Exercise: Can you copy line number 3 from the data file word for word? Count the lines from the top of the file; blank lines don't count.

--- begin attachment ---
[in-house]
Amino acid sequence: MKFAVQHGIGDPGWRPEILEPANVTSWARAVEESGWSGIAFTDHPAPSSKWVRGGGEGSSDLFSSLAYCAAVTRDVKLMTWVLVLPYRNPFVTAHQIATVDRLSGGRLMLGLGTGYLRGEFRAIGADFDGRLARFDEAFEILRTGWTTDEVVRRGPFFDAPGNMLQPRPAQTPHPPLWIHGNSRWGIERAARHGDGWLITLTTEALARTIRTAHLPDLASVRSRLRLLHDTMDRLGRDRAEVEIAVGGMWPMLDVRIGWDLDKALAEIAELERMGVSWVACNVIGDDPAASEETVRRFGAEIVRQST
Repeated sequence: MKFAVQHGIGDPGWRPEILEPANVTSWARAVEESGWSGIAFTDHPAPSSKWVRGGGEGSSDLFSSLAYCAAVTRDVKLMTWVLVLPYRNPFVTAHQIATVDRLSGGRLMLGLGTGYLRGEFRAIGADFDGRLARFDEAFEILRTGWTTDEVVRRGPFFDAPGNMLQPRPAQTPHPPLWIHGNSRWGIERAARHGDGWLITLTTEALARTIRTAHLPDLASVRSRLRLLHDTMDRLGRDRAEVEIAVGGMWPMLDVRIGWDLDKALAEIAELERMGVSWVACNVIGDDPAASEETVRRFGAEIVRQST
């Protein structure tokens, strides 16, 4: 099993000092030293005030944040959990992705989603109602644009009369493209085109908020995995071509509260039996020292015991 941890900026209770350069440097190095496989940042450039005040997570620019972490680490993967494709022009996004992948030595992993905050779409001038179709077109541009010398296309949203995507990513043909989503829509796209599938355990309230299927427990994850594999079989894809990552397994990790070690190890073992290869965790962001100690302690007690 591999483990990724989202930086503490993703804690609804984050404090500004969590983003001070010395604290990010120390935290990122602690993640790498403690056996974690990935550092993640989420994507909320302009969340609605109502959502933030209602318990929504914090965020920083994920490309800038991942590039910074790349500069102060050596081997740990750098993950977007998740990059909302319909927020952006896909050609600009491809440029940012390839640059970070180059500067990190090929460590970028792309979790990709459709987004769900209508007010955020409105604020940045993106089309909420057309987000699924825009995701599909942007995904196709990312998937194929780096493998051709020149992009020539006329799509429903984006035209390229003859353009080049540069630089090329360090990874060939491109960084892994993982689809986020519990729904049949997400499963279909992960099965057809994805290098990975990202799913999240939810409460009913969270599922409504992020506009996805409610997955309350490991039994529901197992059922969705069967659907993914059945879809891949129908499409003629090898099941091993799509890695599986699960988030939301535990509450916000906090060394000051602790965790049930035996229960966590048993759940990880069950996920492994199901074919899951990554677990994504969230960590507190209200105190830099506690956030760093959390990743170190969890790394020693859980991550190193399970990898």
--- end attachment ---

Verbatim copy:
Repeated sequence: MKFAVQHGIGDPGWRPEILEPANVTSWARAVEESGWSGIAFTDHPAPSSKWVRGGGEGSSDLFSSLAYCAAVTRDVKLMTWVLVLPYRNPFVTAHQIATVDRLSGGRLMLGLGTGYLRGEFRAIGADFDGRLARFDEAFEILRTGWTTDEVVRRGPFFDAPGNMLQPRPAQTPHPPLWIHGNSRWGIERAARHGDGWLITLTTEALARTIRTAHLPDLASVRSRLRLLHDTMDRLGRDRAEVEIAVGGMWPMLDVRIGWDLDKALAEIAELERMGVSWVACNVIGDDPAASEETVRRFGAEIVRQST